steal offer Microsoft made to U.S. students from last fall until the end of
April for Office Ultimate is how it should be done everywhere. I was able
to snap up a copy of Office Ultimate for my college student daughter at a
fantastic price. Microsoft should do something similar for other countries
-- and probably would if foreign software piracy wasn't the plague it has
become. Compared to what the general public pays for other Microsoft products,
all students (at least in the U.S.) are getting their money's worth, for sure.
As for pies and eggs and other food products, like any company, Microsoft
can't please all the people, all the time. Most are just completely jealous
of a super-successful company. Capitalism at its peak.
I'm always quick to note that Microsoft routinely bullied competitors
in illegal fashion, and should have been subdivided into competing corporations.
But I strongly disagree with crude food-hurling protests. First, they are
rude and crude and violate norms of civilized behavior. Second, they deflect
attention away from both the substantial good and substantial evil that Microsoft
It's my personal view that over the long run, people are reluctant to
spend more than about 50 to 80 percent of a system's hardware costs on software
for it. With hardware costs dropping steadily, that has to put pressure on
overpriced Microsoft cash cows such as Office and Windows. A more effective
protester would have given away free OpenOffice.org CDs while politely asking
how Ballmer could justify the price of Office.
One of Microsoft's biggest problems vis-a-vis the consumers is its approach
which says it will decide how people will work. In Office programs in particular,
the defaults are aggressively set and the average user isn't able to change
them. And then after people finally got used to the menus in Office 2000-2003,
Microsoft puts out Office 2007 and changes everything.
Now, was it really necessary to do that along with the file format changes?
No, it is just bullying, which continues into the marketplace. We have not
been able to purchase Office 2003 for several months already here in Israel,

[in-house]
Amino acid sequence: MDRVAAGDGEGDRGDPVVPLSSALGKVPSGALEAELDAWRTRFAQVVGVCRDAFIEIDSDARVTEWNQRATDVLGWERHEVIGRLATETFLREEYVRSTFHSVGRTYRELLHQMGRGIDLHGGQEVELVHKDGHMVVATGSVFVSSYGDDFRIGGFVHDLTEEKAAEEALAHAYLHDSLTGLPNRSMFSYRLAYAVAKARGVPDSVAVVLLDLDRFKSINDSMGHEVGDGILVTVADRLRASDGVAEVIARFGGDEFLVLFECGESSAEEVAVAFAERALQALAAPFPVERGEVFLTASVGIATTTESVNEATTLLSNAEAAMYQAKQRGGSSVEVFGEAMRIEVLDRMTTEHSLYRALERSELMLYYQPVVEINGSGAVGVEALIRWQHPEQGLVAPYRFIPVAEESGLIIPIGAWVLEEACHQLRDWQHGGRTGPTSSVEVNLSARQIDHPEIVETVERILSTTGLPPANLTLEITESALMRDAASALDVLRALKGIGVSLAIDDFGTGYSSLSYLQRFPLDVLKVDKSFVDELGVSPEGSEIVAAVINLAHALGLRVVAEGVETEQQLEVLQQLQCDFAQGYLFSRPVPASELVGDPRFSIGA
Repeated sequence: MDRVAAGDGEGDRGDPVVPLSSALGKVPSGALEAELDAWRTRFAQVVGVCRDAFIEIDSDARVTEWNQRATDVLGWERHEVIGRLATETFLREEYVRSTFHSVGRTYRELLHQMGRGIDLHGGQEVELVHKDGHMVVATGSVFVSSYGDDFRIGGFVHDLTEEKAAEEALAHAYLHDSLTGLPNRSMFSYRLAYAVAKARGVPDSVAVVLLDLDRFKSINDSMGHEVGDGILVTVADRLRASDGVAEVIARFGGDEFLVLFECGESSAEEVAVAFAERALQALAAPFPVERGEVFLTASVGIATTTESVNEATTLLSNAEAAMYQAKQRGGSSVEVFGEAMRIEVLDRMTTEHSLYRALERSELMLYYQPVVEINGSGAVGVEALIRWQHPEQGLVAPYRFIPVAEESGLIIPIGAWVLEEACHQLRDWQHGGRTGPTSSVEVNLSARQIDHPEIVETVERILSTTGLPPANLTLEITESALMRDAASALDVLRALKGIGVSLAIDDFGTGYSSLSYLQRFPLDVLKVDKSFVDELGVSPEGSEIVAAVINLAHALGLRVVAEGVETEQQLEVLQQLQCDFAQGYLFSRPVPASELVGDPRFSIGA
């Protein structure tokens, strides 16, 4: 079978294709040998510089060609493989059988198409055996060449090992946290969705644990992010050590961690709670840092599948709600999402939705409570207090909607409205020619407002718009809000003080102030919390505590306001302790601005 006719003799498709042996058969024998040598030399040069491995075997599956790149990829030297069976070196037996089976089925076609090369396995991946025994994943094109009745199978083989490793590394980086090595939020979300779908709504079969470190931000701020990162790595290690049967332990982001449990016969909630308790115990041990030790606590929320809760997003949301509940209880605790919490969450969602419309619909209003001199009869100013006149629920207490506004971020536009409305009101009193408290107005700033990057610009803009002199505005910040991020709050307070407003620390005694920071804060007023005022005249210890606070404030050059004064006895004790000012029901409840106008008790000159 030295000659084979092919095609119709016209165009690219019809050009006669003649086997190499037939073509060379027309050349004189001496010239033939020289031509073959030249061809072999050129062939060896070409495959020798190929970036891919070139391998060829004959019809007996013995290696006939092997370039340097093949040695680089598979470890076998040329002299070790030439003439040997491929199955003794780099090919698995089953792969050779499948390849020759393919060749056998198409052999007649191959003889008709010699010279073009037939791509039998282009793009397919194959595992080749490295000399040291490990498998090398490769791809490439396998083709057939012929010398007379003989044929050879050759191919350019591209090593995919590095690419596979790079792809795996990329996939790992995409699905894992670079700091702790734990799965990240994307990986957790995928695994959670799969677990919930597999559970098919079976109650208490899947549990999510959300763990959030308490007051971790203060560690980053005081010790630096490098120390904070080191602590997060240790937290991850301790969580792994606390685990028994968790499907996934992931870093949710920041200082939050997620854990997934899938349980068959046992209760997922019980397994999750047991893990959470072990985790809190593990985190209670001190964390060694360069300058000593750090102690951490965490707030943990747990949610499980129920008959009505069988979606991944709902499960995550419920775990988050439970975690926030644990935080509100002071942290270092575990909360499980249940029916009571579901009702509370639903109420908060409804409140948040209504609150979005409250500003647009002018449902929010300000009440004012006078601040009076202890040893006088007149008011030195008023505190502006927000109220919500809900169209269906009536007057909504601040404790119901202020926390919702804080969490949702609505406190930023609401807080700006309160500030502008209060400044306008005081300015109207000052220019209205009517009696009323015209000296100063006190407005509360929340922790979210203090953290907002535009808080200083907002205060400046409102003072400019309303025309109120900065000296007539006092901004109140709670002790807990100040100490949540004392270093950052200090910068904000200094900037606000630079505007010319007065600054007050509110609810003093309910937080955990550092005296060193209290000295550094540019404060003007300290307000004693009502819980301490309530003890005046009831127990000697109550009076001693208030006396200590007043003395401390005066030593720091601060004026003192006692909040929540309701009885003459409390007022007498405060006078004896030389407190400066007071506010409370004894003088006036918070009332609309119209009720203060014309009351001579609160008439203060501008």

and the only alternative is OpenOffice (about which I don't complain). I don't
know when XP will disappear from the market, but I am not looking forward
to that day.
I manage a small IT department with various critical systems installed
on both an IBM midrange and Microsoft network servers. The IBM system still
runs a few programs originally written for an IBM System III, migrated to
a System 36, AS/400 (CISC and RISC) and the I/5. The CISC to RISC conversion
required a recompile, automatically invoked by the OS the first time the program
was executed. Otherwise, the programs are unchanged. Meanwhile, we can't get
a simple label program written in (MS) Visual Basic 6 that accesses the (MS)
SQL database to run on (MS) Vista.
I could also go on a rant about licensing for disaster recovery sites.
IBM recognizes that a machine designated for DR does not need a separate OS
license although it is powered up and operational at all times. In the event
the primary machine goes down, the software license is (virtually) transferred
to the designated DR computer and we continue to operate legally. Microsoft?
Nope, full separate licensure for all MS products installed, the OS, Exchange,
SQL. No wonder it's making a profit.
And while most
of you don't seem to think Google's online health records service is a good
idea, here's one reader who thinks it's a step in the right direction:
I think Google Health is a wonderful idea that needs to be executed very
carefully. I am glad there are innovative companies like Google out their
that are working to improve a much-maligned health care system.
Got something to add? Let us have it! Leave a comment below or send an e-mail
Peter Varhol is the executive editor,
reviews of Redmond magazine and has more than 20 years of experience as a software
developer, software product manager and technology writer. He has graduate degrees
in computer science and mathematics, and has taught both subjects at the university